By INU Staff
INU - On Thursday, International Atomic Energy Agency (IAEA) Director General Yukiya Amano once again met with United States Ambassador to the United Nations Nikki Haley regarding Iran's nuclear program.
Amano discussed Iran, North Korea, dirty bombs, nuclear power and climate change, in an interview. He said, "Nuclear activities of Iran have reduced a lot after the JCPOA (Iran deal), so we have a more powerful verification regime to monitor and verify the reduced nuclear activities. That is why we say this is a significant gain for verification.”
He added that, in Iran, the agency is collecting millions of pieces of information each month. The cameras installed in the nuclear facilities are taking hundreds of thousands of images. As well, 2,000 seals have been installed in the nuclear plants. "This is a very strong verification regime by any standard."
Following his meeting with Haley, Amano issued a statement saying that he and Haley discussed the IAEA's verification and monitoring of Iran's implementation of its nuclear-related commitments under the Joint Comprehensive Plan of Action (JCPOA). He stated that he had briefed Ambassador Haley on the IAEA's strong and effective safeguards activities in Iran.
"It was a very useful meeting,” he concluded, ”Iran is now subject to the world's most robust nuclear verification regime, and the IAEA has so far had access to all the locations it needed to visit in the country.”
Haley issued an optimistic statement in which she expressed U.S. support for the IAEA's efforts to carry out strong verification of nuclear-related activities in Iran, and emphasized the "importance of Iran ensuring full and transparent access for the IAEA to carry out their mandated monitoring activities.”
Trump has referred to the 2015 agreement — the Joint Comprehensive Plan of Action (JCPOA) — as "an embarrassment."
Earlier this week, a dozen key U.S. Senators submitted a list of items to Haley for her to raise with the IAEA "in order to obtain more thorough vetting of Iranian compliance with the deal.” Haley’s mandate is to get the watchdog agency to boost inspection of Iranian military facilities and strengthen reporting and verification requirements.
Thursday will not be the first meeting on Iran that Haley has had with Amano. In August, she traveled to Vienna to try to ramp up pressure on Tehran over its continued ballistic missile tests. She met with some of the technical experts who monitor nuclear activities, including those in Iran governed by the nuclear pact signed by the U.S., a handful of its allies, Russia and Iran.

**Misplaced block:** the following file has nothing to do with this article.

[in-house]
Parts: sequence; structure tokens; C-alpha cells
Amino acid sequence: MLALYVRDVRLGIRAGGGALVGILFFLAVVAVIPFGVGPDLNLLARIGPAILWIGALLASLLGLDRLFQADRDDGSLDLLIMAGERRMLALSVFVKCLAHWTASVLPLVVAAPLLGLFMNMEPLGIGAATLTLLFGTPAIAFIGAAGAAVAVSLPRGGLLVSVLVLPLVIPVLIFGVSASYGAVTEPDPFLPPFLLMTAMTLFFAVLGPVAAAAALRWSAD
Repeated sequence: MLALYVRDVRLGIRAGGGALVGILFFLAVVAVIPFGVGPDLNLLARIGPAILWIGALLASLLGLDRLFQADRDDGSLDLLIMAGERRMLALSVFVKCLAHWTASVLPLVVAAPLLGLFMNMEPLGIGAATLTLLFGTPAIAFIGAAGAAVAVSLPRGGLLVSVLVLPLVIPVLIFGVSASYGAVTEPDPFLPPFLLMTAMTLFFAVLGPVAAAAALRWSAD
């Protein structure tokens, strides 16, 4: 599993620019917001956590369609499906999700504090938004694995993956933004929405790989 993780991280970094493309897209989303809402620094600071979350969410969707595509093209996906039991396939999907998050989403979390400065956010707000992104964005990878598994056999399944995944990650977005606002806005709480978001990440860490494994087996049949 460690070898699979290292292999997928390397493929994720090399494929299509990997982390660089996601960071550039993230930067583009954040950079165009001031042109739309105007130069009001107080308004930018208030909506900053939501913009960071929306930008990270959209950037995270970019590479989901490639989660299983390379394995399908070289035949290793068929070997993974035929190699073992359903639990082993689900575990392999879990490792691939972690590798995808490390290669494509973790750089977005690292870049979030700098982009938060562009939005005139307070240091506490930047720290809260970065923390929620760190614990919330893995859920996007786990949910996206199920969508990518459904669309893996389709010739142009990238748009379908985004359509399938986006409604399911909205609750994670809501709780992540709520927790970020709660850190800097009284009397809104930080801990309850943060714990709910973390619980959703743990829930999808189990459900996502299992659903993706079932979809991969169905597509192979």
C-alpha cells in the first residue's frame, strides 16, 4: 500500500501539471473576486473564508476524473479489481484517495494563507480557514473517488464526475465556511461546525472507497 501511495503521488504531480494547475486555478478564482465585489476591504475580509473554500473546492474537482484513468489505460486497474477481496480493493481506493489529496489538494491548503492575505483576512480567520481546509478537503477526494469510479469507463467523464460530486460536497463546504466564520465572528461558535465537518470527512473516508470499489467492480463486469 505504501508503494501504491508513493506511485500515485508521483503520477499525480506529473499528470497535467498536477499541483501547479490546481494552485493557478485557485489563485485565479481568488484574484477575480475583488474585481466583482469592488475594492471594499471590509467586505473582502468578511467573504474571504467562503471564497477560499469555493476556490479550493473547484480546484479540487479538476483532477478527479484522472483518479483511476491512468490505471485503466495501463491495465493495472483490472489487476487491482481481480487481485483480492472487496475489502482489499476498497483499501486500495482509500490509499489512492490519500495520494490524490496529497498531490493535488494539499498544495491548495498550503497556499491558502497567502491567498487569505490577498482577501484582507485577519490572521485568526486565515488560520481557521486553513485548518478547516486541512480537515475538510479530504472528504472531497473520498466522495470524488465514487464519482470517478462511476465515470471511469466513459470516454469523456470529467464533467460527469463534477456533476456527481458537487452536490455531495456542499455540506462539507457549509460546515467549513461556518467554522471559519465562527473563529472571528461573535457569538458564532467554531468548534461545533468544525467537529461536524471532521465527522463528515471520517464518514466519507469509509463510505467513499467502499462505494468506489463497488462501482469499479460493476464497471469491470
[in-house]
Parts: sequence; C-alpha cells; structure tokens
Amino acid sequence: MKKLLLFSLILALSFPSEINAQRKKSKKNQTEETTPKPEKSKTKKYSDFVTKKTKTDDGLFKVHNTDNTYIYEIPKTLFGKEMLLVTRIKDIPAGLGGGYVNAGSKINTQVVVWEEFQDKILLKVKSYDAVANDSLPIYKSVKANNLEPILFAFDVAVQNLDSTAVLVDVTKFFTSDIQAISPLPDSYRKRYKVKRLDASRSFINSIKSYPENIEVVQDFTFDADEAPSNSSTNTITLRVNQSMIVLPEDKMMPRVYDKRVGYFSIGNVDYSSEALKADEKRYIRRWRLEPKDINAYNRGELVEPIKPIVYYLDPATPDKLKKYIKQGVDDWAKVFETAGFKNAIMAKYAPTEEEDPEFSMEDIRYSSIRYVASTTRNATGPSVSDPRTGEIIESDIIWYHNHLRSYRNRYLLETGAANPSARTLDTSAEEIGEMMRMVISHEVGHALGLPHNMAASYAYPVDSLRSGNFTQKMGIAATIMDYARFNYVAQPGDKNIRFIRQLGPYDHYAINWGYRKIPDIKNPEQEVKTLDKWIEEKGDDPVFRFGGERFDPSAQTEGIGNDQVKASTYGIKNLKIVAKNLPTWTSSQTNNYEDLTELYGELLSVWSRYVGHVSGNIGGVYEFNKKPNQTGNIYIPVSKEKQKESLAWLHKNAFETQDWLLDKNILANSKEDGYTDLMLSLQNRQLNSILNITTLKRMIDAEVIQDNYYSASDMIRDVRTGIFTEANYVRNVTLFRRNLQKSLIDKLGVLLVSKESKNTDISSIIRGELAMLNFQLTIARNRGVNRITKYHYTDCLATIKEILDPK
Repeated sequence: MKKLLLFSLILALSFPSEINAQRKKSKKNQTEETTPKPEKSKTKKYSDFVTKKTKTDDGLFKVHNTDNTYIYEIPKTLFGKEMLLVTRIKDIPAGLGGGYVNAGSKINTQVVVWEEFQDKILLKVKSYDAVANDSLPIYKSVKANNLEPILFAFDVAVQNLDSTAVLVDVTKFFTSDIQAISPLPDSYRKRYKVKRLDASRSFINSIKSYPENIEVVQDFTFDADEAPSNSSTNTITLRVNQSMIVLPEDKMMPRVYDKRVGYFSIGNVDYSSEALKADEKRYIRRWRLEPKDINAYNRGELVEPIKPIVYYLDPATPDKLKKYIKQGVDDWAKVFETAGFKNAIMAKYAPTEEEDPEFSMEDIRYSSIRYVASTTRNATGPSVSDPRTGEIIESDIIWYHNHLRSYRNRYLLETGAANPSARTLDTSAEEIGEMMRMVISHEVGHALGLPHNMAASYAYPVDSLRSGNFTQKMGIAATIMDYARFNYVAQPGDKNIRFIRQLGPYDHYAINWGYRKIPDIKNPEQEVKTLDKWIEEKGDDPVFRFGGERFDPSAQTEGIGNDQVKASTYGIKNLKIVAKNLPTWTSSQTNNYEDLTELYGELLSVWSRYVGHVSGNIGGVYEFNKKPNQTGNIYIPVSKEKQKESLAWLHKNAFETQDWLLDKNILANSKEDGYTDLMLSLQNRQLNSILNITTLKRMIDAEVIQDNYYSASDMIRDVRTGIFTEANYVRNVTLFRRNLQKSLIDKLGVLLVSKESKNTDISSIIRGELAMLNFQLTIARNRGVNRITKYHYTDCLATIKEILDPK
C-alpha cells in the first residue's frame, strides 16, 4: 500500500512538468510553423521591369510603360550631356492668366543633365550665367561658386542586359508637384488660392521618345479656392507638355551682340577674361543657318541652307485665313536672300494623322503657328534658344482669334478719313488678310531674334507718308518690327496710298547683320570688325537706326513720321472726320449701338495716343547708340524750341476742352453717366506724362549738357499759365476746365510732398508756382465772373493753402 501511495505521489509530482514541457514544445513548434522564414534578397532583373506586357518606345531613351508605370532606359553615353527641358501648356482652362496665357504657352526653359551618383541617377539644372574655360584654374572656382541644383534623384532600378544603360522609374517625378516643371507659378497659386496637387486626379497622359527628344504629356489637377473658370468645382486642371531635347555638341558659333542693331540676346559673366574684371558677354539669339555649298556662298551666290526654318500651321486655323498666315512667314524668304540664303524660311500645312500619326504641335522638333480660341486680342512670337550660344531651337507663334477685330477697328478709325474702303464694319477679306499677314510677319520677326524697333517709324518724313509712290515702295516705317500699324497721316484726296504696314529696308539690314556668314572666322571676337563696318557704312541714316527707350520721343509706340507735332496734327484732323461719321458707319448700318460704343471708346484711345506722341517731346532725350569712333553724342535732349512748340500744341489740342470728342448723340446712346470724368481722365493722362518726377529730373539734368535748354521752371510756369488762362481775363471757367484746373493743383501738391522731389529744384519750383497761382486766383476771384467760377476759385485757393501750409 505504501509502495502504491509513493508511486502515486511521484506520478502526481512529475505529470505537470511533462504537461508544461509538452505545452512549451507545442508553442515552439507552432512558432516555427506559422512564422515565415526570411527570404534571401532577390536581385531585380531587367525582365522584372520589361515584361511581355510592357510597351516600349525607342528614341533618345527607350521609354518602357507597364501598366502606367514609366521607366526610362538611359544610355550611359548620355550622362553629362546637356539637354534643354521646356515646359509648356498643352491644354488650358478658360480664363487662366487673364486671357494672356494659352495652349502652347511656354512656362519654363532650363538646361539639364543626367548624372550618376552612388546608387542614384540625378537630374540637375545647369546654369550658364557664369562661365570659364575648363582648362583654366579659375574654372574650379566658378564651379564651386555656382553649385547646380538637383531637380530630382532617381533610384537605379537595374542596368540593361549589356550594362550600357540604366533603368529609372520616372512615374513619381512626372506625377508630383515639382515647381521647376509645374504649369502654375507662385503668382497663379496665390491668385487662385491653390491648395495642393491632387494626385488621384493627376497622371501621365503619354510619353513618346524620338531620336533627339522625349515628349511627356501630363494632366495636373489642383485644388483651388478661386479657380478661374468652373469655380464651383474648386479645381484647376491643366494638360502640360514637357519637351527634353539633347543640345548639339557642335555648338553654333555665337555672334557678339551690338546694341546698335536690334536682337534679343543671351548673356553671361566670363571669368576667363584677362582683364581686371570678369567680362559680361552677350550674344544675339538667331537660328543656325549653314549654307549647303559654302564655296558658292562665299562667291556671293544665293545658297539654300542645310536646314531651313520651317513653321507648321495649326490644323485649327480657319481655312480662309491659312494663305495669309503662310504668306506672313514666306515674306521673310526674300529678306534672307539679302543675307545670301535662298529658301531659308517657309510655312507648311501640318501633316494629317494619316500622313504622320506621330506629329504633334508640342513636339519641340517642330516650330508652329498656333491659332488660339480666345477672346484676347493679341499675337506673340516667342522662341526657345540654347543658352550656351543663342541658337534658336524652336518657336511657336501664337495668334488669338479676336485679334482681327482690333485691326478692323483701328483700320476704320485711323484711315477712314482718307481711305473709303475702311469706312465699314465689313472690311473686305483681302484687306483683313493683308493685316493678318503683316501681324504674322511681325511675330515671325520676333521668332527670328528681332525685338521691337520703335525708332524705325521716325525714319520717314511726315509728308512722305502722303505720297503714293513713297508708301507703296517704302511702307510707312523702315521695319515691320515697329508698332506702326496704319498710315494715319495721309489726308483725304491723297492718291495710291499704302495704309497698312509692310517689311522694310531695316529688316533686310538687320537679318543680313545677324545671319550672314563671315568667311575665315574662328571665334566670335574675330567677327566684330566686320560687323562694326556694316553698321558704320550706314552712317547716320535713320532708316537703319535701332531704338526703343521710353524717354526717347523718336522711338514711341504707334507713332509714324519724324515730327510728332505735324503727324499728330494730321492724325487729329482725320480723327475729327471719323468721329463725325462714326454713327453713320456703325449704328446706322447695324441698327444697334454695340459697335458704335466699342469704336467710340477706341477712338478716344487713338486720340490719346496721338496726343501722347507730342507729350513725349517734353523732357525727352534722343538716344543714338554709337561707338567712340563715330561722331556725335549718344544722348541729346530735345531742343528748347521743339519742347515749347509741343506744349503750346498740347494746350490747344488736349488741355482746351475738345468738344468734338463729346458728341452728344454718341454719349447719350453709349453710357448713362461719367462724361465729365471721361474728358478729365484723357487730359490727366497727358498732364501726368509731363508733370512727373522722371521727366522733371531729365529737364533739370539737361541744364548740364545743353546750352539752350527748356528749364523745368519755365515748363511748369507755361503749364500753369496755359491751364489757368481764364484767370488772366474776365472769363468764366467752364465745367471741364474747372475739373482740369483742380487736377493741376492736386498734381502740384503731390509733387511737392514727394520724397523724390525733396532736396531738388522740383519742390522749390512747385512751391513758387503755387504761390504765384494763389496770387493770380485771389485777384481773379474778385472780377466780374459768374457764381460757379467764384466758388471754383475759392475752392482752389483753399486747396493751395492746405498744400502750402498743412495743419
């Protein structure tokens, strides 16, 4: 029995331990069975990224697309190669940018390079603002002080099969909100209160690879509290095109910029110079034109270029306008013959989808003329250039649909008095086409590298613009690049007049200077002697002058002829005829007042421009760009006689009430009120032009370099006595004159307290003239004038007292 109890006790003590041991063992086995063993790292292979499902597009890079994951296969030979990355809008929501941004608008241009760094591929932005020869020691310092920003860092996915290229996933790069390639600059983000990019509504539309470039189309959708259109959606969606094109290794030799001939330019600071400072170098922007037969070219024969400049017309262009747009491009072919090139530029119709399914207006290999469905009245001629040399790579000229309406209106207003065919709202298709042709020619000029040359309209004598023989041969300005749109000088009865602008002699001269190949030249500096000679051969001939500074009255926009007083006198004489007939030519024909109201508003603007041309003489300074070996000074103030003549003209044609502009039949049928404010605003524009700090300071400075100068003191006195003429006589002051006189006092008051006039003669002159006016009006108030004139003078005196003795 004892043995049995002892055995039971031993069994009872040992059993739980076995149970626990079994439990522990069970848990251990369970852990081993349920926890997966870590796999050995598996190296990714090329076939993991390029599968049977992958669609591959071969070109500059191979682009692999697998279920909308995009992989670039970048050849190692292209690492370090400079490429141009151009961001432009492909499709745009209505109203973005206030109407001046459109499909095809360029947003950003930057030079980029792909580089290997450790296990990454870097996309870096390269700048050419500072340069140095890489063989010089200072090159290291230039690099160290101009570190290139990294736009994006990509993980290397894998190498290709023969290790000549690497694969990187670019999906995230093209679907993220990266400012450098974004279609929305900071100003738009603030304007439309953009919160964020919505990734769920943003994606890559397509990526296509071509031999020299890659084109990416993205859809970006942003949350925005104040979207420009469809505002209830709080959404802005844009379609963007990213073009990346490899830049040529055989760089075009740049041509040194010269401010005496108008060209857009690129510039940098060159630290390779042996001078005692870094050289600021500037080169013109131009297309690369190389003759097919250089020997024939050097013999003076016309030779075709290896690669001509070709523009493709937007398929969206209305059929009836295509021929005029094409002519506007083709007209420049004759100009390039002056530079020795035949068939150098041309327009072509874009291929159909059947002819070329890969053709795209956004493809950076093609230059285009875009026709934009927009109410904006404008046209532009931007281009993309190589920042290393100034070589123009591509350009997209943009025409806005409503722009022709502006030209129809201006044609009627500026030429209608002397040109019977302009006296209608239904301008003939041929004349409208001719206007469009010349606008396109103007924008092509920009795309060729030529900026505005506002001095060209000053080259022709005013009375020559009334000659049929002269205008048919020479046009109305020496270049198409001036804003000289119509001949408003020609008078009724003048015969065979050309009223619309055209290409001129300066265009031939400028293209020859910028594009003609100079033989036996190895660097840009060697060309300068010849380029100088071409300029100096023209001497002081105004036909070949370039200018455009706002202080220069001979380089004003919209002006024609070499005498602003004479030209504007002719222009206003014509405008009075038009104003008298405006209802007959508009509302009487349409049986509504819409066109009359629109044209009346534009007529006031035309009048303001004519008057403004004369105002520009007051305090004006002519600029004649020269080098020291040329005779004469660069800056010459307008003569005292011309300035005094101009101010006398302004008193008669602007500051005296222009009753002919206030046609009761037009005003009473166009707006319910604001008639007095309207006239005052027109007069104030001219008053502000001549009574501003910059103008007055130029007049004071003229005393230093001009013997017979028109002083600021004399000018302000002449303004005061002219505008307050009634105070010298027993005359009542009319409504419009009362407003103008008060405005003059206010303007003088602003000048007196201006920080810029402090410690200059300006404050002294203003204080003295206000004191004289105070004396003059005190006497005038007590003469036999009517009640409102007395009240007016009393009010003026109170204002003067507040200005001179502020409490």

Following allegations that the IAEA's inspection regime in Iran is too soft, Amano said, "Some people believe that our verification activities are weak. This is not true.” Additionally, last week at the Woodrow Wilson International Center for Scholars Amano said that "the nuclear-related commitments made by Iran under the JCPOA are being implemented.”
The U.S. has imposed sweeping new unilateral sanctions that point to Iran's missile launches, human rights record, and support of terrorism abroad. Trump and the U.S. Congress have questioned other aspects of the 2015 nuclear deal, which gives the IAEA the authority to request inspections. At issue now is the interpretation of how and where these inspections take place.
The monitoring and verification of the deal that is found in a provision that lays out access to Iran's military sites, known as "Section T," in Annex 1 of the JCPOA is at issue. That section prohibits Iran from activities related to nuclear weapons, and it puts equipment that is known as "dual-use" under controls, because it could be used in nuclear weapons development.
The problem is that Iran rejects any inspection of its military sites, and opening those locations up to IAEA monitors is at the core of the debate about whether the U.S. continues the nuclear agreement.
Amano admits that he had concerns about the IAEA's ability to verify some of Iran's undeclared past nuclear activities, because the evidence no longer exists — he says the agency has access to the sites it needs today. He wants Iran to comply with an agreement called the "Additional Protocol," to ensure verification. Iran's government signed this agreement, but has yet to ratify it.
Also in Washington this week to meet with Trump administration officials and Congressional representatives is the European Union's foreign policy chief, Federica Mogherini, who is following up on her meeting with all the principals on the sidelines of the U.N. General Assembly in September, and is hoping to keep the U.S. in the deal.